Colstrip, Mont., is true to its name — it exists because of coal.

"Our coal's getting deeper, like everywhere else, because everybody's mining. They're getting into the deeper stuff," says Kevin Murphy, who has worked in the Rosebud Mine for 15 years running a bulldozer in the open pits.

Everything about the mine is enormous, especially the dragline, a machine as big as a ship with a giant boom that extends 300 feet up into the air. The dragline perches on the lip of the pit, scraping away hundreds of feet of rocky soil to reveal the black seam of coal below.

The government has proposed new standards to lower emissions from coal-fueled power plants. But overall, the country is relying less on coal for power. In 40 states, use of coal as a power source (as a share of all power sources) has dropped since 2004. Many of these states are increasingly relying on natural gas instead.

Sport Fishermen Target Cownose Rays In The Chesapeake Bay

Sep 10, 2015
Copyright 2015 NPR. To see more, visit http://www.npr.org/.



Acoustic biologists who have learned to tune their ears to the sounds of life know there's a lot more to animal communication than just, "Hey, here I am!" or "I need a mate."

From insects to elephants to people, we animals all use sound to function and converse in social groups — especially when the environment is dark, or underwater or heavily forested.

Diver Dan Abbott unloads his scuba gear on a beach in Monterey, Calif. — his tank, flippers and a waterproof clipboard covered in tally marks. He spent the morning counting fish: pile perch, black perch, blue rockfish and kelp rockfish are among the 150 fish he spotted.

Abbott is diving with a team from Reef Check California, a group of volunteers doing underwater surveys by counting everything in the kelp forest in Monterey Bay.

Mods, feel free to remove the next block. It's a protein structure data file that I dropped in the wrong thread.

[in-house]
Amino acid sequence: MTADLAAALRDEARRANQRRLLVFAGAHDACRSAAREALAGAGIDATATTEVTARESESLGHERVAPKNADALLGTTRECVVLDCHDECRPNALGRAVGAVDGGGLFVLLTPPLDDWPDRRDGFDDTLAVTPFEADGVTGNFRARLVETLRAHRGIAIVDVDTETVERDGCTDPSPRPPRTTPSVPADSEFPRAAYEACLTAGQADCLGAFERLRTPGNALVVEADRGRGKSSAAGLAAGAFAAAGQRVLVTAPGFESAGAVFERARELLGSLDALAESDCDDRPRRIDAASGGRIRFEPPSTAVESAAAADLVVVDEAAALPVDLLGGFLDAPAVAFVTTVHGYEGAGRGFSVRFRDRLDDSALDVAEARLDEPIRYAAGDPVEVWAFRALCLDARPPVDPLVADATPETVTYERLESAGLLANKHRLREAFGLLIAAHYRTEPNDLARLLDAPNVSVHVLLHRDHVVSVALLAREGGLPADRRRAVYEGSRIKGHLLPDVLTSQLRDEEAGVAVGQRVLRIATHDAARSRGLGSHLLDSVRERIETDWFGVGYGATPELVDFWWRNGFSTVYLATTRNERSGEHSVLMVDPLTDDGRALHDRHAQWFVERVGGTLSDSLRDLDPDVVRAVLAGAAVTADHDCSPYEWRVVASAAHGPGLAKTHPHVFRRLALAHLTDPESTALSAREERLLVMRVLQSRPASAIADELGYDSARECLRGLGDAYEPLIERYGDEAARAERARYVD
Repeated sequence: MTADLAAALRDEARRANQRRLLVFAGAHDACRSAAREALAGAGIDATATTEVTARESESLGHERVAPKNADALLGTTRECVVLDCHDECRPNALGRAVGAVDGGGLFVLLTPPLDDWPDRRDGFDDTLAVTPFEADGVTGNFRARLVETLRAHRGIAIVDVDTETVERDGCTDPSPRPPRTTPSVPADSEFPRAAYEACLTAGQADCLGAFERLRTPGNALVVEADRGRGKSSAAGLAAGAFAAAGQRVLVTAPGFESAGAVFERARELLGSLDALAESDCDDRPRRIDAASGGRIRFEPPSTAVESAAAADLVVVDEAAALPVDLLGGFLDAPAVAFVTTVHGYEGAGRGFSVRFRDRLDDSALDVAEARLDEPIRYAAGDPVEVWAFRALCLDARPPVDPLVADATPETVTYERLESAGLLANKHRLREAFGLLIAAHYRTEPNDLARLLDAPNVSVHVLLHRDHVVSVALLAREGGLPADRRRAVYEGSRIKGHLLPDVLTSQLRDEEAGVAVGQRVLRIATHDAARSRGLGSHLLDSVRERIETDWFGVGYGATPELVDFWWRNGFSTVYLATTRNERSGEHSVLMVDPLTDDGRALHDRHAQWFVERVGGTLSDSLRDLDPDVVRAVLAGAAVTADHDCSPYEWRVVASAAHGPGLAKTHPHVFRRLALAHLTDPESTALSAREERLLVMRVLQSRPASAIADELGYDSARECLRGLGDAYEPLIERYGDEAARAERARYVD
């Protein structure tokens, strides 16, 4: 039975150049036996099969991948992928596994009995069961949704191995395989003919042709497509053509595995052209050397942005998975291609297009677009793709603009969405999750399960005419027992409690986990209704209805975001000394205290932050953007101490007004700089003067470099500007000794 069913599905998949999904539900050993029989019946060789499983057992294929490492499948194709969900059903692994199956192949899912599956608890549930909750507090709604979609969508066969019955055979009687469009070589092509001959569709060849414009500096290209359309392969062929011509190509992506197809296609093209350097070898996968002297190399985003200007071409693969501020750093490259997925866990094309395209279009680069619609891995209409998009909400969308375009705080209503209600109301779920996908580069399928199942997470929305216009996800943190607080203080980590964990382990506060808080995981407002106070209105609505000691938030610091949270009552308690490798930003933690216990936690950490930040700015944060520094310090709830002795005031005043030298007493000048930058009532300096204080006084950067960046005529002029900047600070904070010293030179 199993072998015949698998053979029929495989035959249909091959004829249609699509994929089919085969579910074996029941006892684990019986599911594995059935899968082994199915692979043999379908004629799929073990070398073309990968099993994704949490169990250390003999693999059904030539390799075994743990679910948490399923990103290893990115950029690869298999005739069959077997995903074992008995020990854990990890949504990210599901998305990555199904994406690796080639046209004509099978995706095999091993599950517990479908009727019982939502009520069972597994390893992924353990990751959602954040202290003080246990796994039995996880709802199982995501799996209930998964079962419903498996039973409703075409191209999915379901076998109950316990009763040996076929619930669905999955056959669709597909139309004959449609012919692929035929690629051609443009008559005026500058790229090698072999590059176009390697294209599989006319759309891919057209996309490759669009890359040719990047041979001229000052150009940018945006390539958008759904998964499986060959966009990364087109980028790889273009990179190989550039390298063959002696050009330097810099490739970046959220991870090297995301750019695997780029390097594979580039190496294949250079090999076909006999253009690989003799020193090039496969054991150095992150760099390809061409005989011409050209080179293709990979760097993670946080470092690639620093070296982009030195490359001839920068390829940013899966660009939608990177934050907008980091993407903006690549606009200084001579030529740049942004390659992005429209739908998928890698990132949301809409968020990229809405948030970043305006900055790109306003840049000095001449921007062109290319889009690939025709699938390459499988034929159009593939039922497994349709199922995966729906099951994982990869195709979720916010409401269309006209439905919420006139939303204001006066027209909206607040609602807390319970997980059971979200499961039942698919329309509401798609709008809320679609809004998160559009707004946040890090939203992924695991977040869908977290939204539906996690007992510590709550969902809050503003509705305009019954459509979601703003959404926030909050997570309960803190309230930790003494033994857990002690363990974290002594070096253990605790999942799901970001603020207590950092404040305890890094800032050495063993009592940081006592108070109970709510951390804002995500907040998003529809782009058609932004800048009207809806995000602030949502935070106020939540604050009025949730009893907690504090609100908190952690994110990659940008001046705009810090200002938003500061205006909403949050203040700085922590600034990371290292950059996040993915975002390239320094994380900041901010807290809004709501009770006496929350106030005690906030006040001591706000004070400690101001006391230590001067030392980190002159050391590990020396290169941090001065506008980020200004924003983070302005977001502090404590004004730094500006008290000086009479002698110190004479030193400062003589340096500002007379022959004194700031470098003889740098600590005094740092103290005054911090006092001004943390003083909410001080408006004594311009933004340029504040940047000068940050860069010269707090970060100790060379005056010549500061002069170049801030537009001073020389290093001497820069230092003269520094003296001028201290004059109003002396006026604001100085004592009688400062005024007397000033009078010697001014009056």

Copyright 2015 NPR. To see more, visit http://www.npr.org/.



People in Denmark are throwing away much less food than they used to - 25 percent less according to recent numbers. Sidsel Overgaard reports one reason is Danes are becoming less intimidated by not-so-perfect food.

The French secret service frogman responsible for sinking the Greenpeace flagship Rainbow Warrior in a New Zealand harbor three decades ago has broken his long silence and apologized for the attack that killed a Portuguese photographer working for the environmental activist group.

The U.S. Coast Guard is continuing efforts to clean up an oil spill along a stretch of the Mississippi River near Columbus, Ky., after two tow boats — one carrying about 1 million gallons of a potentially toxic petroleum product — collided earlier this week.

Copyright 2015 NPR. To see more, visit http://www.npr.org/.

Some of the world's most ambitious climate change legislation is currently under consideration in America. But the lawmakers in question aren't in D.C. — they're in Sacramento.

California lawmakers are intensely debating far-reaching goals to curb greenhouse gas emissions.

The bill contains three proposals: one to double energy efficiency in buildings, one to derive 50 percent of electricity from renewable sources and one head-turning proposal to cut petroleum use in vehicles by half — all in the next 15 years.